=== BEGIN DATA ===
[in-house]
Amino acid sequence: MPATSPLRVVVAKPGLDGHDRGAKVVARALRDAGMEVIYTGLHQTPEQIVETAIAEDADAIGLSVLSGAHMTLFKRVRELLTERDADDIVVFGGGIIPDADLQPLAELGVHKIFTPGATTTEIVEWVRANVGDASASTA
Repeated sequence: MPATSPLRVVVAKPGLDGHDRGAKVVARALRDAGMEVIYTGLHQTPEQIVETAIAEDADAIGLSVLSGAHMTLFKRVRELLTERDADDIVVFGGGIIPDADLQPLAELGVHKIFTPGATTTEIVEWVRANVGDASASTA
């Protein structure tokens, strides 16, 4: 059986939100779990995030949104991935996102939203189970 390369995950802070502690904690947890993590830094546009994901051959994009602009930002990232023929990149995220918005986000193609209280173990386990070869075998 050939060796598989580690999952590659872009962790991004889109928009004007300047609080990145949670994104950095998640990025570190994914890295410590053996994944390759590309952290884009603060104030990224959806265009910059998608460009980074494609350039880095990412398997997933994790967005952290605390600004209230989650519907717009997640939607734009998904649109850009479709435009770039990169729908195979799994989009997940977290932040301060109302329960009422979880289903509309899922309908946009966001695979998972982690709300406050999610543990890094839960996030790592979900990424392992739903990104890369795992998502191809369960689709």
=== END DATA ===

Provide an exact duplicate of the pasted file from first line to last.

[in-house]
Amino acid sequence: MPATSPLRVVVAKPGLDGHDRGAKVVARALRDAGMEVIYTGLHQTPEQIVETAIAEDADAIGLSVLSGAHMTLFKRVRELLTERDADDIVVFGGGIIPDADLQPLAELGVHKIFTPGATTTEIVEWVRANVGDASASTA
Repeated sequence: MPATSPLRVVVAKPGLDGHDRGAKVVARALRDAGMEVIYTGLHQTPEQIVETAIAEDADAIGLSVLSGAHMTLFKRVRELLTERDADDIVVFGGGIIPDADLQPLAELGVHKIFTPGATTTEIVEWVRANVGDASASTA
């Protein structure tokens, strides 16, 4: 059986939100779990995030949104991935996102939203189970 390369995950802070502690904690947890993590830094546009994901051959994009602009930002990232023929990149995220918005986000193609209280173990386990070869075998 050939060796598989580690999952590659872009962790991004889109928009004007300047609080990145949670994104950095998640990025570190994914890295410590053996994944390759590309952290884009603060104030990224959806265009910059998608460009980074494609350039880095990412398997997933994790967005952290605390600004209230989650519907717009997640939607734009998904649109850009479709435009770039990169729908195979799994989009997940977290932040301060109302329960009422979880289903509309899922309908946009966001695979998972982690709300406050999610543990890094839960996030790592979900990424392992739903990104890369795992998502191809369960689709």